Mortgage Dictionary -> Credit card
What is a Credit Card?
For those just getting started, credit cards can seem very intimidating. Especially with the current situation with the economy, many people seem to have a predisposed opinion that credit cards should be avoided at all costs. However, if used properly, credit cards can be a valuable tool for many. They can help to establish credit, or to repair a damaged credit history. Before deciding to open a credit card account, it is important to know exactly how these financial tools work.
For many people, their forage into the world of credit cards often begins with a pre-approved offer in the mail. These offers will typically begin arriving around a person's eighteenth birthday, when they become eligible to apply for one. Most of these offers will require the person to go online to call a specified telephone number in order to actually complete an application for credit. After this application has been approved, the terms and conditions of the card are spelled out, and the person must wait to receive their credit card in the mail, which usually takes a couple of weeks for processing. After the card has been received, it must be activated. This usually can be done by calling a toll-free number or logging onto the internet. Once the card has been activated, it is ready for use.
The way that a credit card works can seem very complicated at first, but in fact it is quite simple. The creditor, which is the lending institution that issued the credit card, will determine the person's credit limit. This is the amount that the person can charge on their credit card. This number can vary drastically depending on the company's policies and the age and credit history of the borrower. At this point, the person is able to use his or her credit card to pay for purchases. At the end of the billing cycle, which usually is one month long, the person will be responsible for making a payment to the credit card company. At this time, the borrower should receive a statement from the credit card company showing a payment due. The amount of this payment is calculated by the credit card company, and includes a portion of the total balance as well as accumulated interest. The exact method used to determine the monthly payment can be found in the terms and conditions of the credit card.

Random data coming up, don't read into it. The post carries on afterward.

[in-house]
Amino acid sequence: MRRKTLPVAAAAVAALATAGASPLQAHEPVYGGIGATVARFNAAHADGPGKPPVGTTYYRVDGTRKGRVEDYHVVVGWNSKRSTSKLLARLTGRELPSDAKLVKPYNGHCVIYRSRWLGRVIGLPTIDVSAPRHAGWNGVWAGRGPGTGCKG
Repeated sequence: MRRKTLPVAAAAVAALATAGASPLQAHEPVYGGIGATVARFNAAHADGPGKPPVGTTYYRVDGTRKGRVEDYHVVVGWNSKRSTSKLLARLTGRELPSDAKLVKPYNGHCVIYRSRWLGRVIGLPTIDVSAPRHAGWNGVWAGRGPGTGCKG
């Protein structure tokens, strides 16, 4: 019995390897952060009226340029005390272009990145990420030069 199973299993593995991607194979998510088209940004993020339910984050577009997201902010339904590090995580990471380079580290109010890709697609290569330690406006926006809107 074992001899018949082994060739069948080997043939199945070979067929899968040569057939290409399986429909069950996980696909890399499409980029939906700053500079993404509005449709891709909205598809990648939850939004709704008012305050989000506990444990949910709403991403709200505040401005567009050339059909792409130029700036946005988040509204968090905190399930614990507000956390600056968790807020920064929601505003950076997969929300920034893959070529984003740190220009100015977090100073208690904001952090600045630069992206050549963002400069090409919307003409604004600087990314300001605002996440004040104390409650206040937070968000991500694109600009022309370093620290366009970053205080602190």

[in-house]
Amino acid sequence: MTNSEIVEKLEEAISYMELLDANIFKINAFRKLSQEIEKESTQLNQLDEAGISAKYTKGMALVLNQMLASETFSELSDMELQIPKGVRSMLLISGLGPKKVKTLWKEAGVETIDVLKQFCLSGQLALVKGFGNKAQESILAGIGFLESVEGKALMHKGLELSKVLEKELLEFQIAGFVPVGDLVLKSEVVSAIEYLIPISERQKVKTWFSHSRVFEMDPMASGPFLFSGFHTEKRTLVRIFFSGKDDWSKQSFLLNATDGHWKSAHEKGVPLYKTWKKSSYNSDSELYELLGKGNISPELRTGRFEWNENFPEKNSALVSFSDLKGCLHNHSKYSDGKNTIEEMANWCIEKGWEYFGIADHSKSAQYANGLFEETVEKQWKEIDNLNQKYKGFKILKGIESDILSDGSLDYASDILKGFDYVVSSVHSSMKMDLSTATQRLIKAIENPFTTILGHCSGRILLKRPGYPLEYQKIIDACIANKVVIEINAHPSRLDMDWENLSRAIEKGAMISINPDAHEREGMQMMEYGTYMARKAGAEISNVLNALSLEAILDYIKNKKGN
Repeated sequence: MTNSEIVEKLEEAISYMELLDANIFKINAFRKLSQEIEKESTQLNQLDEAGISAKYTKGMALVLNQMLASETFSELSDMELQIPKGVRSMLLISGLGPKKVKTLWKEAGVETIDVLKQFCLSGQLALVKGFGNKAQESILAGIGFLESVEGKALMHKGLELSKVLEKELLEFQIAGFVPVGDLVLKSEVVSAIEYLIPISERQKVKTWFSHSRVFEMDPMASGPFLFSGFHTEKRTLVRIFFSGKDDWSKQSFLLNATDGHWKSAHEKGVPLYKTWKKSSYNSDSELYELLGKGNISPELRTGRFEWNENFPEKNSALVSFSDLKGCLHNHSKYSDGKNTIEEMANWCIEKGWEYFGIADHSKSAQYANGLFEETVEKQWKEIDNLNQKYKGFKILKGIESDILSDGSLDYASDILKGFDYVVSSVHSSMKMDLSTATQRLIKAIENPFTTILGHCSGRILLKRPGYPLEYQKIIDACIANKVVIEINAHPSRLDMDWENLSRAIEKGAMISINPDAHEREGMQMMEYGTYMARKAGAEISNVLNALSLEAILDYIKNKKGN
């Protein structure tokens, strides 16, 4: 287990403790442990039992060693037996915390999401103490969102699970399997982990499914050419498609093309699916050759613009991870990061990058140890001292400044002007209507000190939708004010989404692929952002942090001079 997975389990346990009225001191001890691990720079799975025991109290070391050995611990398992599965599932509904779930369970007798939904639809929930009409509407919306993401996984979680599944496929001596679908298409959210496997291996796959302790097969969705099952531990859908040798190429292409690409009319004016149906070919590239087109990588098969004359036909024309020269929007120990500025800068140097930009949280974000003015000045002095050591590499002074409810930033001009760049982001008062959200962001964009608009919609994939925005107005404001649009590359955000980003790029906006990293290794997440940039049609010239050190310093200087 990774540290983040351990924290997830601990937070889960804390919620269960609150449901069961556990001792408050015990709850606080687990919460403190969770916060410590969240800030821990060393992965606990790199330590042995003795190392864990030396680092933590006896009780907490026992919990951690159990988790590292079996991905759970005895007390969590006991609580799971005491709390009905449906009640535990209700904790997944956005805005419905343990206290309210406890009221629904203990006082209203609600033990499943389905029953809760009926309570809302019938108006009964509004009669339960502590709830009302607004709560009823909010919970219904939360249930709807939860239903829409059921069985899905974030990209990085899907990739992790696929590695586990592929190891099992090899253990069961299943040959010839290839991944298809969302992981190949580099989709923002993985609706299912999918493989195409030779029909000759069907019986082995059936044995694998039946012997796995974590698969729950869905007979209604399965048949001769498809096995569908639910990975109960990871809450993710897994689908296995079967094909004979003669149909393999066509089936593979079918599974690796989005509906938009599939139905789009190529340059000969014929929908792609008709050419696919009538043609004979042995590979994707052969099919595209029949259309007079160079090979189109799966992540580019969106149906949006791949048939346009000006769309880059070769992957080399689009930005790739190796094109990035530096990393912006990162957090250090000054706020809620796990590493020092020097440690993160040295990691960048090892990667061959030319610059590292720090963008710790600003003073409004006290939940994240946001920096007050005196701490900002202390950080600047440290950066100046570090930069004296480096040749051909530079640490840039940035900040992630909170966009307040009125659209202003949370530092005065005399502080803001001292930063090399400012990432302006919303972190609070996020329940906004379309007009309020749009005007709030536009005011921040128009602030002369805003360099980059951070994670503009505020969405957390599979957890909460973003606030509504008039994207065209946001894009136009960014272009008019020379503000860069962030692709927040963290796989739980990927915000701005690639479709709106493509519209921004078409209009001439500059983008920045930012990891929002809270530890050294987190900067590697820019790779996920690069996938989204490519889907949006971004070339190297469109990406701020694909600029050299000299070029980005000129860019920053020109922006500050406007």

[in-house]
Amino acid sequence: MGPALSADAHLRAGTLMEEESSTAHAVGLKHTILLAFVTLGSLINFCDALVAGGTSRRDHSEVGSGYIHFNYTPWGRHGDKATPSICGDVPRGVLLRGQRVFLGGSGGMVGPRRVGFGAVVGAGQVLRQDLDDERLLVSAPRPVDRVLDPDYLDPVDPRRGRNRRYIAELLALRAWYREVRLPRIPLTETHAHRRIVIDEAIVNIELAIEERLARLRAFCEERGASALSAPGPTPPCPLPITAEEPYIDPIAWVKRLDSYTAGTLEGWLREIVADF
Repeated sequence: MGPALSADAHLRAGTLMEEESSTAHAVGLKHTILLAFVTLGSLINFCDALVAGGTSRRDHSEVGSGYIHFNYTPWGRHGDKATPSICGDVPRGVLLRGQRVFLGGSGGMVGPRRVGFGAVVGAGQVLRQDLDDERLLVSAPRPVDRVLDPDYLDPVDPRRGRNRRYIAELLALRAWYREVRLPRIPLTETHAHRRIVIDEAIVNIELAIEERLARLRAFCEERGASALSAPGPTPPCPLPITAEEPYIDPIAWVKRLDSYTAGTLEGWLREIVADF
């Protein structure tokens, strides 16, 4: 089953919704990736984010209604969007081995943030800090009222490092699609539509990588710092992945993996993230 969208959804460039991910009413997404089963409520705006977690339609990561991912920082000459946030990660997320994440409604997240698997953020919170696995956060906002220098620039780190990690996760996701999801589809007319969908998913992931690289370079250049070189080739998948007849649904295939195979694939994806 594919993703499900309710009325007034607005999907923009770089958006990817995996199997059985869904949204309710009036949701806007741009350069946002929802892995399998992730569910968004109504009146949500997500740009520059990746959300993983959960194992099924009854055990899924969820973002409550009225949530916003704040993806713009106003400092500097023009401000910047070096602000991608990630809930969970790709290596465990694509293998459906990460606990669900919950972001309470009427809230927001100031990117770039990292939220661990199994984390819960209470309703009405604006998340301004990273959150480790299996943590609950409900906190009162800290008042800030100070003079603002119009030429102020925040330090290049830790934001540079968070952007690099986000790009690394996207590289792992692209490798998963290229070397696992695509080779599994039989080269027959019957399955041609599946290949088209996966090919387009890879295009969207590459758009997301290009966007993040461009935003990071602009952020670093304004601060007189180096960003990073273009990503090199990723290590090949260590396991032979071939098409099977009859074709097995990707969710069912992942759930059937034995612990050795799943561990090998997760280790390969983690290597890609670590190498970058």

If the monthly payment is not made by the due date specified on the statement, a late fee will be added onto the total balance of the credit card. The amount of this fee varies depending on the individual company, but it is usually between thirty and forty dollars. If the borrower charges more than their available credit, they will be assessed an over limit fee. Again, the amount of this fee depends on the company. It is beneficial for the borrower to make their payments on time and to avoid going over their credit limit so that they do not incur these costly fees.